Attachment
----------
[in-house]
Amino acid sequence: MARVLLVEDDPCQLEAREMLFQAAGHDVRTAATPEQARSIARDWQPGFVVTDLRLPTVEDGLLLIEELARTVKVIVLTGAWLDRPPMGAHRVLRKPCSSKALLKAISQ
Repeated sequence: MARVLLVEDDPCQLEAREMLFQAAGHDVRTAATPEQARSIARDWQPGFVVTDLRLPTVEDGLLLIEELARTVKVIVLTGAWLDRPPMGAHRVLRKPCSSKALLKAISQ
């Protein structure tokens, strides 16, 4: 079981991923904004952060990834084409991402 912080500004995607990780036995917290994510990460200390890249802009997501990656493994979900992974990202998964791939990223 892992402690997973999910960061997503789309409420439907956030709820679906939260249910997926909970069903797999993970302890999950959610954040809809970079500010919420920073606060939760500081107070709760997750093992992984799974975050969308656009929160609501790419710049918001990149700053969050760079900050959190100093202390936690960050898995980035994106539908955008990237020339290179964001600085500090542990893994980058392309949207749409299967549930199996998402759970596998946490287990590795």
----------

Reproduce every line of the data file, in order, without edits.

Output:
[in-house]
Amino acid sequence: MARVLLVEDDPCQLEAREMLFQAAGHDVRTAATPEQARSIARDWQPGFVVTDLRLPTVEDGLLLIEELARTVKVIVLTGAWLDRPPMGAHRVLRKPCSSKALLKAISQ
Repeated sequence: MARVLLVEDDPCQLEAREMLFQAAGHDVRTAATPEQARSIARDWQPGFVVTDLRLPTVEDGLLLIEELARTVKVIVLTGAWLDRPPMGAHRVLRKPCSSKALLKAISQ
């Protein structure tokens, strides 16, 4: 079981991923904004952060990834084409991402 912080500004995607990780036995917290994510990460200390890249802009997501990656493994979900992974990202998964791939990223 892992402690997973999910960061997503789309409420439907956030709820679906939260249910997926909970069903797999993970302890999950959610954040809809970079500010919420920073606060939760500081107070709760997750093992992984799974975050969308656009929160609501790419710049918001990149700053969050760079900050959190100093202390936690960050898995980035994106539908955008990237020339290179964001600085500090542990893994980058392309949207749409299967549930199996998402759970596998946490287990590795």